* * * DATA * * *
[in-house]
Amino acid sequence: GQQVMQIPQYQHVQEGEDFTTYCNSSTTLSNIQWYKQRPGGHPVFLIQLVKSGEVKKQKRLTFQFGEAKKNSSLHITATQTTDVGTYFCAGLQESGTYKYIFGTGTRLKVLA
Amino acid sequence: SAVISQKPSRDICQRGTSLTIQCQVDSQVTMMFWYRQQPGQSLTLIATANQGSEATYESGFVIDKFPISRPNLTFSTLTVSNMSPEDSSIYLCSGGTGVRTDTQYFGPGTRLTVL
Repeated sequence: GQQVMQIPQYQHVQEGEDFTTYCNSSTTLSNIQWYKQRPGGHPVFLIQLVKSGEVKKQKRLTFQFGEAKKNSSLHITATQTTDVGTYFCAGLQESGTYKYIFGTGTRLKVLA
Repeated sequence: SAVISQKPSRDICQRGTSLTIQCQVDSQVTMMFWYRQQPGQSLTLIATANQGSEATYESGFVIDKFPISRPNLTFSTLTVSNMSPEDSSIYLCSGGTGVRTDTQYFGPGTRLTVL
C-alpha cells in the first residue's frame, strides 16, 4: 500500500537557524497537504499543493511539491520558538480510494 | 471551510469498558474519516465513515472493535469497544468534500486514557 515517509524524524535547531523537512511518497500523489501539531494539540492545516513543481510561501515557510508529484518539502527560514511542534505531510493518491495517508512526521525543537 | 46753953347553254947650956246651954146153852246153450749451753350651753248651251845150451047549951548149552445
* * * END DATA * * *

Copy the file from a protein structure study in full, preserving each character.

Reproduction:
[in-house]
Amino acid sequence: GQQVMQIPQYQHVQEGEDFTTYCNSSTTLSNIQWYKQRPGGHPVFLIQLVKSGEVKKQKRLTFQFGEAKKNSSLHITATQTTDVGTYFCAGLQESGTYKYIFGTGTRLKVLA
Amino acid sequence: SAVISQKPSRDICQRGTSLTIQCQVDSQVTMMFWYRQQPGQSLTLIATANQGSEATYESGFVIDKFPISRPNLTFSTLTVSNMSPEDSSIYLCSGGTGVRTDTQYFGPGTRLTVL
Repeated sequence: GQQVMQIPQYQHVQEGEDFTTYCNSSTTLSNIQWYKQRPGGHPVFLIQLVKSGEVKKQKRLTFQFGEAKKNSSLHITATQTTDVGTYFCAGLQESGTYKYIFGTGTRLKVLA
Repeated sequence: SAVISQKPSRDICQRGTSLTIQCQVDSQVTMMFWYRQQPGQSLTLIATANQGSEATYESGFVIDKFPISRPNLTFSTLTVSNMSPEDSSIYLCSGGTGVRTDTQYFGPGTRLTVL
C-alpha cells in the first residue's frame, strides 16, 4: 500500500537557524497537504499543493511539491520558538480510494 | 471551510469498558474519516465513515472493535469497544468534500486514557 515517509524524524535547531523537512511518497500523489501539531494539540492545516513543481510561501515557510508529484518539502527560514511542534505531510493518491495517508512526521525543537 | 46753953347553254947650956246651954146153852246153450749451753350651753248651251845150451047549951548149552445